Bald Eagles, Crater Lake and More

Posted by on Feb 18, 2013

Bald Eagle at the Tule Lake Reserve

Bald Eagle at the Tule Lake Reserve

 

BALD EAGLES AND WILDLIFE AT THE KLAMATH BASIN NATIONAL WILDLIFE REFUGES

Recently Randy and I headed to the far northern part of California to photograph Bald Eagles. The eagles winter at the Klamath Basin National Wildlife Refuge primarily at the Tule Lake Refuge and the Lower Klamath Refuge. We had joined a Meetup, Bay Area Photography Events, for this adventure. A link to a gallery of my images from the adventure is at the bottom of this post.

THE ROAD TO THE KLAMATH BASIN

It is a long drive to the Klamath Basin. We drove my car and another photographer, Fabian, carpooled with us. From San Jose we worked our way north and east to Interstate 5 and then continued north on I5 to the charming town of Weed. I could list all our jokes about a town named Weed in Northern California, but I’m not going to. Suffice it to say that there were jokes. We ate lunch at a restaurant in Weed, the Hi-Low Café. It had great food and you could even buy Weed souvenirs (t-shirts and mugs, ha ha).  Leaving Weed we turned off I5 and headed north on Hwy 97 towards the Klamath Basin.

In a town named Dorris we met up with the other workshop photographers and we all headed to the reserve. We thought that a ranger was going to give us directions to the eagles and maybe even a tour but unfortunately that did not happen. We headed east on Hwy 161 anyway and we all accidently passed the first auto tour we were going to take. The auto tours were not well marked. Randy, Fabian and I could not pass up two hawks on a kill on the side of the road and stopped to photograph them. We lost our leaders but two of the other cars also stopped and after photographing the hawks we got on our way, never seeing our leaders again that night. We did find the Visitor’s Center where we found out where the Tule Lake auto tour was and heard that there were hundreds of Bald Eagles out there, so close to the road you could get close-ups with a 300 mm lens. Yah, right.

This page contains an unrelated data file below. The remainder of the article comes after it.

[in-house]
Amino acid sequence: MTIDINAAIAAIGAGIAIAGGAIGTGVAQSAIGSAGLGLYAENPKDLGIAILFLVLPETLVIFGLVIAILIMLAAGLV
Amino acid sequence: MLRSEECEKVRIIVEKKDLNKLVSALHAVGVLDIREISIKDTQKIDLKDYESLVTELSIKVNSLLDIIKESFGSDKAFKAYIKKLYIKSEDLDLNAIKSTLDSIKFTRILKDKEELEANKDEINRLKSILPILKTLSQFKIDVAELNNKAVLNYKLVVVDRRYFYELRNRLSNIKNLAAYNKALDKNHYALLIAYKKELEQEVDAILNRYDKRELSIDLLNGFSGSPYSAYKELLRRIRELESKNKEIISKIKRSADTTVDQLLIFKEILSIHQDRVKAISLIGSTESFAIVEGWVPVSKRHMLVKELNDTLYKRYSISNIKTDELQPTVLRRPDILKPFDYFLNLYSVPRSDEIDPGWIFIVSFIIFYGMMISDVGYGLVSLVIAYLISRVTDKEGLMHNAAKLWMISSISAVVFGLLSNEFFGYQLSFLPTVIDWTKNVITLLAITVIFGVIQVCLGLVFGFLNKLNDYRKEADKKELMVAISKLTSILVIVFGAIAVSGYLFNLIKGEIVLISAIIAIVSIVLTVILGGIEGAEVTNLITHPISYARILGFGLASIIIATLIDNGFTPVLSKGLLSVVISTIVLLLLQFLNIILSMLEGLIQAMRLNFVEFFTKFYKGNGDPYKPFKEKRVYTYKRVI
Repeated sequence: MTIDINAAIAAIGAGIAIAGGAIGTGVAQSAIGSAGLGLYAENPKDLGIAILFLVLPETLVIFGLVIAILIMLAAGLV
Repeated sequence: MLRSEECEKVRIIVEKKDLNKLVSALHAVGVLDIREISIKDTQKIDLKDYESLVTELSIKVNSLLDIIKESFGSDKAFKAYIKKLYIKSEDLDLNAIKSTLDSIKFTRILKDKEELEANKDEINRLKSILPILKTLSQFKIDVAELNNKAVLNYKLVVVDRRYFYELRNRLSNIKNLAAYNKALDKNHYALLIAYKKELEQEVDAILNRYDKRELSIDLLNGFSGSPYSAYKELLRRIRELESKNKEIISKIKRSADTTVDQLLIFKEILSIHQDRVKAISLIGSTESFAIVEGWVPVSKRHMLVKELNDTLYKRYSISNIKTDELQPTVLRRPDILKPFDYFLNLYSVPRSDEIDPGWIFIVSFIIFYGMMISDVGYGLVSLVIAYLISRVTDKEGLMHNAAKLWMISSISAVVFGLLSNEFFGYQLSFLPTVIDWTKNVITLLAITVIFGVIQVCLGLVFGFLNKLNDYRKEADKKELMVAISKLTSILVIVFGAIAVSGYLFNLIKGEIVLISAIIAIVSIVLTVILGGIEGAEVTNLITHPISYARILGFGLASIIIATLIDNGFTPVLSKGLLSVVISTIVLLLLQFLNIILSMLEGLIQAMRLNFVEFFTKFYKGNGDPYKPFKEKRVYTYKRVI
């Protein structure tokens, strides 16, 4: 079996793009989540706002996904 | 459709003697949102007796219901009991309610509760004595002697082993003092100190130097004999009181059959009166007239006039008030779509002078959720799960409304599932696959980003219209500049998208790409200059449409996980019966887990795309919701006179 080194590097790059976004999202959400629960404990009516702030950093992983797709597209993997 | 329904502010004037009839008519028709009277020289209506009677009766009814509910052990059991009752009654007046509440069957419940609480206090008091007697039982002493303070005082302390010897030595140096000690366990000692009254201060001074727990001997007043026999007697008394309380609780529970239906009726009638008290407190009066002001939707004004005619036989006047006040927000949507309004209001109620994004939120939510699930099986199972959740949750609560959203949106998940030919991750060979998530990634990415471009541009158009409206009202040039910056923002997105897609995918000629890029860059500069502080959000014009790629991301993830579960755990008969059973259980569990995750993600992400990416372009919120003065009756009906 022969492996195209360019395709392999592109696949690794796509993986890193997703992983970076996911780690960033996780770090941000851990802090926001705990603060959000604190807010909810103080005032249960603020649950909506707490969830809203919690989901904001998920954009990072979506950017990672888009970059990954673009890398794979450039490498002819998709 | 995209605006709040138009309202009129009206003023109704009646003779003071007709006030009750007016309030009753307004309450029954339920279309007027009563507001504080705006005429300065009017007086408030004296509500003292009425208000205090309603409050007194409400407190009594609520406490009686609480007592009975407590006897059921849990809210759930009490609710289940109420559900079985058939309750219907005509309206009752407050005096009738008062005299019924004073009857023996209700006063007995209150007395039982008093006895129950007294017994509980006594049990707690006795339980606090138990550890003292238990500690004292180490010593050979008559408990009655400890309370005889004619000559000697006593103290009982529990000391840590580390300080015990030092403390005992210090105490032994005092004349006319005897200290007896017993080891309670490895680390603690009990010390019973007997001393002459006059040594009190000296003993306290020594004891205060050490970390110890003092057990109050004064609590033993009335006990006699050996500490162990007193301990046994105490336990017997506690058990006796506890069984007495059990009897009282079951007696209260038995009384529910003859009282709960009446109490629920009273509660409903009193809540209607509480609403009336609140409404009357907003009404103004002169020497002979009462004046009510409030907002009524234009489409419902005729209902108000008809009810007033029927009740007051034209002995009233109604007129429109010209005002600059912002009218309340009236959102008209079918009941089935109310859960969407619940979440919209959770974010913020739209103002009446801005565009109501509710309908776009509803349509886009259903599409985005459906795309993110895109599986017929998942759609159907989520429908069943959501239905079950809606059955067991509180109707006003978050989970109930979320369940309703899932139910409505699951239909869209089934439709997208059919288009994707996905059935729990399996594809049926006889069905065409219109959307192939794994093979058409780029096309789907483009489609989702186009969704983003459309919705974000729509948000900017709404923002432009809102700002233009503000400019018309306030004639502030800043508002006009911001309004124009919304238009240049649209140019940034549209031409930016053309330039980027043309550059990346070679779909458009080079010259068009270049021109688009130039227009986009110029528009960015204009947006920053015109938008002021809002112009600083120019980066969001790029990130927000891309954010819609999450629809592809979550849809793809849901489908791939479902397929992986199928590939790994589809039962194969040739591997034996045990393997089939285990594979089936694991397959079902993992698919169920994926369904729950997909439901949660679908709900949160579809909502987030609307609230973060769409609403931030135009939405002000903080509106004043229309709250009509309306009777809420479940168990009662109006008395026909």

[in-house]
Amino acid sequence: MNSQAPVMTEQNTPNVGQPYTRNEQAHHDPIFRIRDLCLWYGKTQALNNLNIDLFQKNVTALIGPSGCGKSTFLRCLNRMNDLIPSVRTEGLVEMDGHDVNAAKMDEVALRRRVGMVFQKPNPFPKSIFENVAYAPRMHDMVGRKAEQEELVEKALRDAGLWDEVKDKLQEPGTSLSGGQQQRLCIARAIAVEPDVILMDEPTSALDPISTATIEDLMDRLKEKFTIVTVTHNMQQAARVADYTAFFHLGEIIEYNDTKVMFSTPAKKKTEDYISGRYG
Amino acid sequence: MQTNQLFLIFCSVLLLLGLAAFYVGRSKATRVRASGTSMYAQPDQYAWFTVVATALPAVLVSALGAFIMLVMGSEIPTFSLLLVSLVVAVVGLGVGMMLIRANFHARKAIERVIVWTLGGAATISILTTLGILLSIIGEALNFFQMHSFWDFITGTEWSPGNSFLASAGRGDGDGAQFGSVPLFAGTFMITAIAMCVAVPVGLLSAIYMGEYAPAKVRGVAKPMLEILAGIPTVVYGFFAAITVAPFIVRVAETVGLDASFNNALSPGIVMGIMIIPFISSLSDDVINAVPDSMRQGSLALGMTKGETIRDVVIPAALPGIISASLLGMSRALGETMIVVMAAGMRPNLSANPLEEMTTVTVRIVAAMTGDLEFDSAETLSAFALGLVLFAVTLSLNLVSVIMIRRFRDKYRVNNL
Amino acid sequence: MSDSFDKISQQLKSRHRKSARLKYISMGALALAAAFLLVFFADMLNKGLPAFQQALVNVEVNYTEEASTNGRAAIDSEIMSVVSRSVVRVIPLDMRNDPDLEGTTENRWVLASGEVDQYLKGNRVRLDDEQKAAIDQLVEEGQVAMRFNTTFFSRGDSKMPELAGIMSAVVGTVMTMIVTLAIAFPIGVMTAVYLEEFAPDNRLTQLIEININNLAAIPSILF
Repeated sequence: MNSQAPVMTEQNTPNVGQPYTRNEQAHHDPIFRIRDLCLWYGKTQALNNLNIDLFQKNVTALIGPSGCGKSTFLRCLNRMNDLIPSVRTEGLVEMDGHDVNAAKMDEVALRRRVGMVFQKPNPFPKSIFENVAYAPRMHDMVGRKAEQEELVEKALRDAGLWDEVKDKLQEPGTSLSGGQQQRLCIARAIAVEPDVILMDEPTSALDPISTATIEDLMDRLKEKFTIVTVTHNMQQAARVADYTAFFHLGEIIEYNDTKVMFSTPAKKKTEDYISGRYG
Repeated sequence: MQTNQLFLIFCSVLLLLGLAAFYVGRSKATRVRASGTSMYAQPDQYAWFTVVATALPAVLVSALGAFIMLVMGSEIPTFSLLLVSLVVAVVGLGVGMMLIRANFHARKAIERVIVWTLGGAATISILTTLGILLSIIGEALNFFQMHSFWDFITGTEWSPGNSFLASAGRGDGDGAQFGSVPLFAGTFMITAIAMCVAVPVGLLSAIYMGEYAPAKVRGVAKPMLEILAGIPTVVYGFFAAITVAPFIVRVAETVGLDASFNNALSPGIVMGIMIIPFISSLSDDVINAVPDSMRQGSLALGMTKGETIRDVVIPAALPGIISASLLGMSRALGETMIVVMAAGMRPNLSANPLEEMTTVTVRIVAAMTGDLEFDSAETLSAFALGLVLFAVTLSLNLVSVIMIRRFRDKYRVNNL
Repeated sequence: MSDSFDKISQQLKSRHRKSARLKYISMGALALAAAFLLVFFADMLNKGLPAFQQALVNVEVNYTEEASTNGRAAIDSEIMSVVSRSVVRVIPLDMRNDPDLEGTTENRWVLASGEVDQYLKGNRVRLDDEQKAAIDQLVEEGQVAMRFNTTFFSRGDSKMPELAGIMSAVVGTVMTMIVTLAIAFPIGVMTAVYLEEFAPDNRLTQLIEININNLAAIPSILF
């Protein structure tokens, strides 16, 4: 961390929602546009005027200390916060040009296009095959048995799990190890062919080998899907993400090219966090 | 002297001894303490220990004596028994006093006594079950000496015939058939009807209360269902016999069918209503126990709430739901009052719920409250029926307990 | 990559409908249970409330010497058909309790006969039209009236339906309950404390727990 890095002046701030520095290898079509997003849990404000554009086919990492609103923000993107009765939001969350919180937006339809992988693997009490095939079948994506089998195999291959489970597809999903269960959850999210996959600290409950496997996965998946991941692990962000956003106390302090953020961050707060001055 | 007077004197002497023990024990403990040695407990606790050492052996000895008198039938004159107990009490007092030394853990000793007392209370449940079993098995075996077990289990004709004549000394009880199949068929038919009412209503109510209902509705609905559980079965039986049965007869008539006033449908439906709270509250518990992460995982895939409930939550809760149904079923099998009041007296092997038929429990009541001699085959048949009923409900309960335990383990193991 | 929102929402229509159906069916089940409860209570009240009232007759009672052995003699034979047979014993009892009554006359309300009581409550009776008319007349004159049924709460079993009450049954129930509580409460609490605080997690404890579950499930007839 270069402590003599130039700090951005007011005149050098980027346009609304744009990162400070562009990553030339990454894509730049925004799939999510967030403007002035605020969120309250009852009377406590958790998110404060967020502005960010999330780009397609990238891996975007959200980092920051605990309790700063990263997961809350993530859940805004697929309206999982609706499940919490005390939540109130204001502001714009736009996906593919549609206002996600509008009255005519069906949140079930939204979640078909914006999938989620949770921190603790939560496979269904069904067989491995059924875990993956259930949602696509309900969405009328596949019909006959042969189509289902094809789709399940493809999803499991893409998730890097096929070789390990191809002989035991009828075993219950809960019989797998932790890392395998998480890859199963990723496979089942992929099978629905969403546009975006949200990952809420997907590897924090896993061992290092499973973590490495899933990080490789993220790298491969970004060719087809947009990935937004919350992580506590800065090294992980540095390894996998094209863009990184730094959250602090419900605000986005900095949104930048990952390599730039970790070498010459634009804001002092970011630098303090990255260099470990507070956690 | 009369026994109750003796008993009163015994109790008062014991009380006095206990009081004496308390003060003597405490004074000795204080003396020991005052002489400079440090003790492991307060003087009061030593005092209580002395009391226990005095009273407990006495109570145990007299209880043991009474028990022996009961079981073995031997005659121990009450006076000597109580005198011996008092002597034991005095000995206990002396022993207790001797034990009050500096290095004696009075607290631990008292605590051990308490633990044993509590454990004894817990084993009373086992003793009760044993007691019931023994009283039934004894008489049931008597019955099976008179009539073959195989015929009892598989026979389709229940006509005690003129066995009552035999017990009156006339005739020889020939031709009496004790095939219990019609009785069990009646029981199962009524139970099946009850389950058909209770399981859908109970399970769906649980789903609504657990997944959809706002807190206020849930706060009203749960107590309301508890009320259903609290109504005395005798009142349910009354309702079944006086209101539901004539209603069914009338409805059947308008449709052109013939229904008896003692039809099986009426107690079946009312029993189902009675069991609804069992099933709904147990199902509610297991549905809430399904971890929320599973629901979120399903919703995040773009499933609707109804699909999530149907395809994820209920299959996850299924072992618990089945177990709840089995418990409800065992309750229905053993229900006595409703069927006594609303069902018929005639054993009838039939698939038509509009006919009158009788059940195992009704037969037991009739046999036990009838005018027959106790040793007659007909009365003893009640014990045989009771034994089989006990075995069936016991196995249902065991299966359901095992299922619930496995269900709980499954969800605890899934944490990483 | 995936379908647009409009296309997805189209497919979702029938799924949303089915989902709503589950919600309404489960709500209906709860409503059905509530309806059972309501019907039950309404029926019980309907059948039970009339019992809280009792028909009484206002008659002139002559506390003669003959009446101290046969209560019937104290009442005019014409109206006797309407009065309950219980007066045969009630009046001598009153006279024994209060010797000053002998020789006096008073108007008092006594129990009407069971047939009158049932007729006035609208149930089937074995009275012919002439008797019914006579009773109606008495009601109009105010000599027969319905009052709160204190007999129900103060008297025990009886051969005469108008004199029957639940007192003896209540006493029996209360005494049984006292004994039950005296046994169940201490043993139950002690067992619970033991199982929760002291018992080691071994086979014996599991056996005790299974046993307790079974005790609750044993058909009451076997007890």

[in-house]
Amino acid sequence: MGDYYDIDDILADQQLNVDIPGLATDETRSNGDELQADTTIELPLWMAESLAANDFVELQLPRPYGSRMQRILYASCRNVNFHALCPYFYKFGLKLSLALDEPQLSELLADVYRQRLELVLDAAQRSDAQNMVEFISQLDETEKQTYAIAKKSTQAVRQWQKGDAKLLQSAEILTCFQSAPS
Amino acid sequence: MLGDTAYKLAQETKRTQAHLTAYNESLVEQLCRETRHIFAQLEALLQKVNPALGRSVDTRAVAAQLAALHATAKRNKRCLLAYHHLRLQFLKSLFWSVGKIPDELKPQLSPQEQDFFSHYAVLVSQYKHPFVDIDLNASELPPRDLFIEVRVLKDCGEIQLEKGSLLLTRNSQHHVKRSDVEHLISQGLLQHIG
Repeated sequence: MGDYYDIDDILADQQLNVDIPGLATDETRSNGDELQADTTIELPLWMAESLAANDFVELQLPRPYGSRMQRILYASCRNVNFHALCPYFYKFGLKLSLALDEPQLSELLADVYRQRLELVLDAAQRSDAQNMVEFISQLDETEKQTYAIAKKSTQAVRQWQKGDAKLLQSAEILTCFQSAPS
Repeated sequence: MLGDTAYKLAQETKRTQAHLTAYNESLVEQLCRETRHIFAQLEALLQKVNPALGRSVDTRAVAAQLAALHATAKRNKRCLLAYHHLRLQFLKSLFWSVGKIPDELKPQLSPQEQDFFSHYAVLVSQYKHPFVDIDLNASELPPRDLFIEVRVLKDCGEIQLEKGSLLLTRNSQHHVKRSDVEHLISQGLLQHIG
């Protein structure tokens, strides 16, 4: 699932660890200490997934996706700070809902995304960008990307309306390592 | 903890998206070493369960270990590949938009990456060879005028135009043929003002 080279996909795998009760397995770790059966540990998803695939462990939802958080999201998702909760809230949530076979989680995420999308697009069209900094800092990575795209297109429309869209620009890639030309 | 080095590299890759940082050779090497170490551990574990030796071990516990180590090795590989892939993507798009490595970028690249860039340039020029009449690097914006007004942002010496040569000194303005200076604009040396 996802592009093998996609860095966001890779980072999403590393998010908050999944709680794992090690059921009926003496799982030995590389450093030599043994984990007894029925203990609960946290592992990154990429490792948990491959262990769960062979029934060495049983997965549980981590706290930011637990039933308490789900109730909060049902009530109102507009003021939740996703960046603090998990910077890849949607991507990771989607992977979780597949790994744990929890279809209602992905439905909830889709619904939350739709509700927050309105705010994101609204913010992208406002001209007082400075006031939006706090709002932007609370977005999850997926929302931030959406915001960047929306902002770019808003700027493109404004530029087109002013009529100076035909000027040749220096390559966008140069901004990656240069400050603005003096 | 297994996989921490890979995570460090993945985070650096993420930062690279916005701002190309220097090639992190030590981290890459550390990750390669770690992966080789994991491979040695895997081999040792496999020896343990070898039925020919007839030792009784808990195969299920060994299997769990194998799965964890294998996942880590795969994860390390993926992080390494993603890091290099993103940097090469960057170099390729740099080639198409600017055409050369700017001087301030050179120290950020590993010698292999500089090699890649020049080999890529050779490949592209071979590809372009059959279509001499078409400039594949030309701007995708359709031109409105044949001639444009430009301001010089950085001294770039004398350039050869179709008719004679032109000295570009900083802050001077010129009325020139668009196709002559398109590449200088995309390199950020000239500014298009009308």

BALD EAGLES, HAWKS AND OTHER WILDLIFE

Coyotes cross the frozen lake in the late afternoon.

Coyotes cross the frozen lake in the late afternoon.

We did find Bald Eagles, but they were way out on the frozen lake near the open water where the ducks and geese were. Even if we had a 600 mm lens there was no way we were going to photograph them. Tule Lake Reserve is a beautiful place especially with the lake mostly frozen and covered with snow sparkling in the late afternoon sun. The eagles are majestic, beautiful and very fierce looking with their hooked beaks and staring eyes. We also saw lots of hawks and other birds of prey, like Northern Harriers. Plus, we saw lots of coyotes out on the frozen lake hunting! At one spot there were three of them together although still way out on the lake too far for our lenses. Eventually we did find one that Randy was able to photograph with his 200-400 mm with a doubler on it.

All the cars ended up separating and eventually as it got dark we headed back to our motel where we met up with everyone for dinner. The next day we headed back to the reserves, again losing our leaders and ending up spending the morning by ourselves shooting eagles, hawks, and other birds. The best shot I got of a Bald Eagle was on a telephone pole, and then another taking off from a “No Parking” sign. Eventually the three of us decided to go to Crater Lake in the afternoon since we were getting “skunked” trying to find eagles that we could shoot.

CRATER LAKE

Crater Lake through the Trees

Crater Lake through the Trees